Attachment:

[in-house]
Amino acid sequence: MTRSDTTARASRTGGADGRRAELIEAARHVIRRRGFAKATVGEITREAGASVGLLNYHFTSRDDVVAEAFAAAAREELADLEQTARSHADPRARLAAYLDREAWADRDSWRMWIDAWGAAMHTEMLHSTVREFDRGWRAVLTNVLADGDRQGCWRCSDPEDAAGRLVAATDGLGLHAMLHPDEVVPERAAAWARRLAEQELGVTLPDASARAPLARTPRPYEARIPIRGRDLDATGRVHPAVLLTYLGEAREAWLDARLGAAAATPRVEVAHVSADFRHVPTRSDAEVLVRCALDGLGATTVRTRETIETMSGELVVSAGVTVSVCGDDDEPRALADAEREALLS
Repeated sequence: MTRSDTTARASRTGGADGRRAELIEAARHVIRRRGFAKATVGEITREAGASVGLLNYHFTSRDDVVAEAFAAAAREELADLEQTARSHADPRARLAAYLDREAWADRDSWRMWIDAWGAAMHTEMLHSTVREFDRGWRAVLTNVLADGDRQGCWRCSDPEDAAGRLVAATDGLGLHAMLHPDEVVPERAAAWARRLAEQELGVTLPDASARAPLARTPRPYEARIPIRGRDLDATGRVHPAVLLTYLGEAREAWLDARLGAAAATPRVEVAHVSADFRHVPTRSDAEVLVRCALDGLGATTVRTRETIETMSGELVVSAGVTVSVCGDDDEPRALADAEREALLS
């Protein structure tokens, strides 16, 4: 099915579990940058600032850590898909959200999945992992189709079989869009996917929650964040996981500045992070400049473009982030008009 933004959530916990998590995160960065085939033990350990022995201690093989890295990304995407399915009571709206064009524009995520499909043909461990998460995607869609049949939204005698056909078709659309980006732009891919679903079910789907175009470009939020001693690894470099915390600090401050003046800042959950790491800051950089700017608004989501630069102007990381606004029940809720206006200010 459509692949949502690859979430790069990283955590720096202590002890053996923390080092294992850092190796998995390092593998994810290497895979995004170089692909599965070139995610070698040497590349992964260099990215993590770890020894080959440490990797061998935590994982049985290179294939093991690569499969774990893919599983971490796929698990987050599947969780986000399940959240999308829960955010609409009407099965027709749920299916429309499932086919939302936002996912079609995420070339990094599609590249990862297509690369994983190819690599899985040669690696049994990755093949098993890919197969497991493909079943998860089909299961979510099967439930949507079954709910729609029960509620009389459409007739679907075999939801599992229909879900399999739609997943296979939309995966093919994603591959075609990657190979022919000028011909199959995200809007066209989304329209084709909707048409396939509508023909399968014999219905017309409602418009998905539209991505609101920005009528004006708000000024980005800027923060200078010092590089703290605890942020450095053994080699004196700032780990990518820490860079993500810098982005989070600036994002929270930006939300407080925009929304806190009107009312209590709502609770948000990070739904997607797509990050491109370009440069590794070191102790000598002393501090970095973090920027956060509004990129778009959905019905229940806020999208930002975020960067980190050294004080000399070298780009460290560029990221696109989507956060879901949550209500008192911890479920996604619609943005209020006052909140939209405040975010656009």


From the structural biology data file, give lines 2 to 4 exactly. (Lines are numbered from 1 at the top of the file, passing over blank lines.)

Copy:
Amino acid sequence: MTRSDTTARASRTGGADGRRAELIEAARHVIRRRGFAKATVGEITREAGASVGLLNYHFTSRDDVVAEAFAAAAREELADLEQTARSHADPRARLAAYLDREAWADRDSWRMWIDAWGAAMHTEMLHSTVREFDRGWRAVLTNVLADGDRQGCWRCSDPEDAAGRLVAATDGLGLHAMLHPDEVVPERAAAWARRLAEQELGVTLPDASARAPLARTPRPYEARIPIRGRDLDATGRVHPAVLLTYLGEAREAWLDARLGAAAATPRVEVAHVSADFRHVPTRSDAEVLVRCALDGLGATTVRTRETIETMSGELVVSAGVTVSVCGDDDEPRALADAEREALLS
Repeated sequence: MTRSDTTARASRTGGADGRRAELIEAARHVIRRRGFAKATVGEITREAGASVGLLNYHFTSRDDVVAEAFAAAAREELADLEQTARSHADPRARLAAYLDREAWADRDSWRMWIDAWGAAMHTEMLHSTVREFDRGWRAVLTNVLADGDRQGCWRCSDPEDAAGRLVAATDGLGLHAMLHPDEVVPERAAAWARRLAEQELGVTLPDASARAPLARTPRPYEARIPIRGRDLDATGRVHPAVLLTYLGEAREAWLDARLGAAAATPRVEVAHVSADFRHVPTRSDAEVLVRCALDGLGATTVRTRETIETMSGELVVSAGVTVSVCGDDDEPRALADAEREALLS
């Protein structure tokens, strides 16, 4: 099915579990940058600032850590898909959200999945992992189709079989869009996917929650964040996981500045992070400049473009982030008009 933004959530916990998590995160960065085939033990350990022995201690093989890295990304995407399915009571709206064009524009995520499909043909461990998460995607869609049949939204005698056909078709659309980006732009891919679903079910789907175009470009939020001693690894470099915390600090401050003046800042959950790491800051950089700017608004989501630069102007990381606004029940809720206006200010 459509692949949502690859979430790069990283955590720096202590002890053996923390080092294992850092190796998995390092593998994810290497895979995004170089692909599965070139995610070698040497590349992964260099990215993590770890020894080959440490990797061998935590994982049985290179294939093991690569499969774990893919599983971490796929698990987050599947969780986000399940959240999308829960955010609409009407099965027709749920299916429309499932086919939302936002996912079609995420070339990094599609590249990862297509690369994983190819690599899985040669690696049994990755093949098993890919197969497991493909079943998860089909299961979510099967439930949507079954709910729609029960509620009389459409007739679907075999939801599992229909879900399999739609997943296979939309995966093919994603591959075609990657190979022919000028011909199959995200809007066209989304329209084709909707048409396939509508023909399968014999219905017309409602418009998905539209991505609101920005009528004006708000000024980005800027923060200078010092590089703290605890942020450095053994080699004196700032780990990518820490860079993500810098982005989070600036994002929270930006939300407080925009929304806190009107009312209590709502609770948000990070739904997607797509990050491109370009440069590794070191102790000598002393501090970095973090920027956060509004990129778009959905019905229940806020999208930002975020960067980190050294004080000399070298780009460290560029990221696109989507956060879901949550209500008192911890479920996604619609943005209020006052909140939209405040975010656009």